A Complete Guide to Automotive Pumps

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A Complete Guide to Automotive Pumps

Any modern car can really be considered a collection of systems that work together to produce the desired effect - namely, forward motion and stable, safe performance. And the heart of many of those systems are the pumps that regulate the flow of fluids and elements through the critical areas of the car. For most cars, it's not an overstatement to say that the car simply can't operate without functioning pumps.


Types of Pumps

As mentioned above, there are several different pumps within any car, and they are responsible for delivering critical elements where they need to go within the engine, to ensure proper functioning. Each type of pump is unique and uniquely designed for the engine it supports.

Oil Pumps

In pretty much any engine, oil is the fluid that keeps the pistons, crankshaft and rocker arms function while the engine is running. These run very fast, upwards of 3,000 revolutions per minute. As you might expect, that kind of hyperkinetic motion can produce a huge amount of friction, and that's where oil comes in. Oil is the element in an engine that reduces friction between those components and their housing or other components. Without oil, the heat generated by those components will literally warp the metal of the component, and/or cause them to fuse to their housing. Needless to say, this has the effect of turning your engine into a really big paperweight.

The oil pump, then, is responsible for moving oil through the areas where it's needed to keep those components functioning smoothly. There are several different kinds of oil pumps, but they all function the same way - as long as the engine is running, they make sure that oil is sent where it needs to go.

Fuel Pumps

Modern gas-powered cars utilize what's known as an internal combustion engine, whereby gas, air and a spark all come together to create an ongoing series of controlled explosions that move the pistons and ultimately power the cars. If any of those components fails to arrive at the right time, the car simply won't run or even start. In most modern cars, the fuel pump is actually located in the fuel tank, and it's job is to take in fuel from the tank and send it out across the fuel lines to the engine.

Water Pumps

Like most pumps, water pumps are pretty simple in nature - water comes in one side, is spun around by a centrifugal mechanism called an impeller, and is shot out the other end. Usually, the water pump is driven by an accessory or serpentine belt, which is itself connected to the crankshaft of the engine. As long as the engine is running, whether its in gear or idling, the water pump is doing its job.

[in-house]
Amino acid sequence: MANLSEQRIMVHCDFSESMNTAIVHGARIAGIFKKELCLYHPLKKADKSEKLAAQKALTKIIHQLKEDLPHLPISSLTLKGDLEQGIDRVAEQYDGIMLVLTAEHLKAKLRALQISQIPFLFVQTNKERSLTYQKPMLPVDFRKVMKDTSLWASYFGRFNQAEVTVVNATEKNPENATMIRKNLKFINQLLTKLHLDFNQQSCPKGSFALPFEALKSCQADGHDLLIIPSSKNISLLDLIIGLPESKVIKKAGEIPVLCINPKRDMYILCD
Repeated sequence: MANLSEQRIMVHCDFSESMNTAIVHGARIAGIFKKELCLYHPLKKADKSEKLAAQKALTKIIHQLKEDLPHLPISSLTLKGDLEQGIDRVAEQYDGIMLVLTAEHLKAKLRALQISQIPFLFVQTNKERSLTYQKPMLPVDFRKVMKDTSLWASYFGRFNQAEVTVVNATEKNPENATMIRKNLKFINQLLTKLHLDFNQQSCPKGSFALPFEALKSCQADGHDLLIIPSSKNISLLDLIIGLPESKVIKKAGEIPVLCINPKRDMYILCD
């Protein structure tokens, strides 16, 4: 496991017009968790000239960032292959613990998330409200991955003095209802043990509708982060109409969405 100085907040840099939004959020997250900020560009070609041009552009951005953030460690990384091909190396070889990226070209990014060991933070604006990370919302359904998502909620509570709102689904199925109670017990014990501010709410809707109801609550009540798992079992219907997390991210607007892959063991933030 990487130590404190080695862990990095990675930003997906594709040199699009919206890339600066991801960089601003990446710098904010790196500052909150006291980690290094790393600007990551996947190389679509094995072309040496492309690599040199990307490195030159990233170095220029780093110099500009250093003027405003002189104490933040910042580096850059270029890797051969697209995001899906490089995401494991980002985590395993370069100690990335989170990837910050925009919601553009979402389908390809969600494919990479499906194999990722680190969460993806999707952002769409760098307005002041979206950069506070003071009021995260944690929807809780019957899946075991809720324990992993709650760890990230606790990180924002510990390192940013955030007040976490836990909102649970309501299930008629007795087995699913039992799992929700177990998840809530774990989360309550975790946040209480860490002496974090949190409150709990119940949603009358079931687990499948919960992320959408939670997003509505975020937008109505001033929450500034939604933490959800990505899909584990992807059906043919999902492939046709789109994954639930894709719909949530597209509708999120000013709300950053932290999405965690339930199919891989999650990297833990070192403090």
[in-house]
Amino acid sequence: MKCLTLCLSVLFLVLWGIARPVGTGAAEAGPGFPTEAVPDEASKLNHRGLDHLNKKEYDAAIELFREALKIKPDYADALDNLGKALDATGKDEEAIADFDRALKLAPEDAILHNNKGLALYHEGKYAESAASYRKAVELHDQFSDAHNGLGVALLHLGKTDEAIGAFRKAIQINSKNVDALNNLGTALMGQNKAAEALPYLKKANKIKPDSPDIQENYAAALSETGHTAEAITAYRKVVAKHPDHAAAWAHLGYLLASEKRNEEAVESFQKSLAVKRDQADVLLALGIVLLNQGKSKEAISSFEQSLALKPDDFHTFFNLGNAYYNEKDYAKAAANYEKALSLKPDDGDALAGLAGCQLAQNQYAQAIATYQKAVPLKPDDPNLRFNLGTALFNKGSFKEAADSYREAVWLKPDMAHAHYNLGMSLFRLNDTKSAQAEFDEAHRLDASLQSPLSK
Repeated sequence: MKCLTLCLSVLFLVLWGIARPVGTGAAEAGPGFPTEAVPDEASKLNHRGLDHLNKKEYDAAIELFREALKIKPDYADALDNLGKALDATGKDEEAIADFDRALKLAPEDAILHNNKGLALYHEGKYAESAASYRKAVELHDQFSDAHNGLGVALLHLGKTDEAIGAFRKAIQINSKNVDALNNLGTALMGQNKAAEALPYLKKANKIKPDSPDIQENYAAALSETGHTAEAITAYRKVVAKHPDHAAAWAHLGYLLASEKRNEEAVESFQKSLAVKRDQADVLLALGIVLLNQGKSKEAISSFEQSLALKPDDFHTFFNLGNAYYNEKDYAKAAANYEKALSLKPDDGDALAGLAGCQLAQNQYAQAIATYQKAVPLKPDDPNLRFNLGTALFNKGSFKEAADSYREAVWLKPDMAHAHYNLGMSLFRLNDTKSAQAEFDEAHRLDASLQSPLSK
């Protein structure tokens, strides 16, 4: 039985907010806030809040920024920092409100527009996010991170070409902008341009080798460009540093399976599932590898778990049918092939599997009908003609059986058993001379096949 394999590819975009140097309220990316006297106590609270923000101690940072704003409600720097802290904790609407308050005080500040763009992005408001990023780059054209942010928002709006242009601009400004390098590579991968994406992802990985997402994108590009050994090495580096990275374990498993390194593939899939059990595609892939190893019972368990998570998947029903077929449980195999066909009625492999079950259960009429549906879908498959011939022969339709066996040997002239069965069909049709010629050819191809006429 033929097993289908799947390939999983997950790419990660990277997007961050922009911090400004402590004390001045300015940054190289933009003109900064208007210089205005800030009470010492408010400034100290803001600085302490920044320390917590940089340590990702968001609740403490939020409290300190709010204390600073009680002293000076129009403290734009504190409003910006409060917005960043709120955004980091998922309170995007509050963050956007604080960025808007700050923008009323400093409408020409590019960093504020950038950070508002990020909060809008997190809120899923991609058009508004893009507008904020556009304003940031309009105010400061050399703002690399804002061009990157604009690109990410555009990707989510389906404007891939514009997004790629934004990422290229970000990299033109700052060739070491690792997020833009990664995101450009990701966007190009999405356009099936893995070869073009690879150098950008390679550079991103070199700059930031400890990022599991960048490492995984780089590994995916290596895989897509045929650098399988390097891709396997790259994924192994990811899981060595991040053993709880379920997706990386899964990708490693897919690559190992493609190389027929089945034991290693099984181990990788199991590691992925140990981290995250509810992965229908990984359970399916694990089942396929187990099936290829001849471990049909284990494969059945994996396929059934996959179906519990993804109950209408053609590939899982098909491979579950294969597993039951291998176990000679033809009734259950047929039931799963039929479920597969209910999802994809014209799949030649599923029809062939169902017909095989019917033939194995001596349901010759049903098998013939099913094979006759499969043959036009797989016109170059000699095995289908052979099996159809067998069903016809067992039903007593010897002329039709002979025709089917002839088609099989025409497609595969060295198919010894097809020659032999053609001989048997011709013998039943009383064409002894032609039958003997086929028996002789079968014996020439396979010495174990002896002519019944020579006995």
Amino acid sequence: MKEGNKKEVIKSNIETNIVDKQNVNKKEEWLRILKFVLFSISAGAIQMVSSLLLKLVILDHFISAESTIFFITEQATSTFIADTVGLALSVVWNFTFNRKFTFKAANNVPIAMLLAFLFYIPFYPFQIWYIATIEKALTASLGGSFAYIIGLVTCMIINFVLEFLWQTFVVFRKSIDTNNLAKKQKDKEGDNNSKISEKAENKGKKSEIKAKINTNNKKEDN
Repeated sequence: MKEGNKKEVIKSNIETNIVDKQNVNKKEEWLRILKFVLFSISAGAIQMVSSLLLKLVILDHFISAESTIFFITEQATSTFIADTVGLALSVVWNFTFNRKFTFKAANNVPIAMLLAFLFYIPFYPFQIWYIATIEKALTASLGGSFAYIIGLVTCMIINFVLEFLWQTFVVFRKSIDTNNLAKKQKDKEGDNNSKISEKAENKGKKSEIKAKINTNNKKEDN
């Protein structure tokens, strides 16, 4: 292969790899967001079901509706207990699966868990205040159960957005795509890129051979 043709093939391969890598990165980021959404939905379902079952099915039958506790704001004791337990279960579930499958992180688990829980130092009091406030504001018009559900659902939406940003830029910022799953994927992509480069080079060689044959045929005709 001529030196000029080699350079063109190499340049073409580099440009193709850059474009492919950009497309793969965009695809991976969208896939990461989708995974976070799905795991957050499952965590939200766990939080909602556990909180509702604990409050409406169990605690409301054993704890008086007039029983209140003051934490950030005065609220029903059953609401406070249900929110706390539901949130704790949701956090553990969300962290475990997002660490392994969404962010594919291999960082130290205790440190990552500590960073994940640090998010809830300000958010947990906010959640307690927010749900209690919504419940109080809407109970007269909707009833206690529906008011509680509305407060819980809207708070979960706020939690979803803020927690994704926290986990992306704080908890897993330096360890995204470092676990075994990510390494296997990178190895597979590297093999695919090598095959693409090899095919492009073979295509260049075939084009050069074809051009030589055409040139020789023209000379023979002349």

The water pump, essentially, takes in water that's coming in from the radiator, where it's been cooled, and sends it into the engine, where heat is exchanged, cooling the engine and heating the water, which then circulates to the radiator where it's cooled and flows back to the water pump, and the cycle repeats continuously. Without the water pump, the engine will typically overheat, although it may take a while to do so.

Transmission Pumps

Commonly used in automatic transmissions, transmission pumps are also called gear pumps. As opposed to manual transmissions, which typically use a set of levers or cables, automatic transmissions often utilize a hydraulic system to change gears. The transmission pump is usually located in the transmission itself, and it's job is to draw transmission fluid from a reservoir and send it into the rest of the transmission.

Other Pumps

Depending on the make and model of the car in question, there may be other pumps used as well, such as windshield washer pumps and power steering pumps, among others. These 'minor' pumps are typically associated with less-critical functions, but their loss can be acutely felt if they fail.


Looking for Trouble

For the most part, pumps are heavily utilized any time the car is running and, over time, they can wear out and either degrade in functionality, or fail altogether. Some common things to look for when inspecting your pumps are to look at the seals around the pumps, and look for any signs of leakage in from the pump or the surrounding area.

Also, there are typically tests for the various pumps, that use specialized gauges, which can tell you about the status of your different pumps. Those tests will usually need to be done by a mechanic.

If you discover a problem with any of your pumps, replace the unit immediately - it won't recover or get better, only worse. But if you do that in a proactive manner, your pumps will last a long time, and save you from much bigger problems in the future. 

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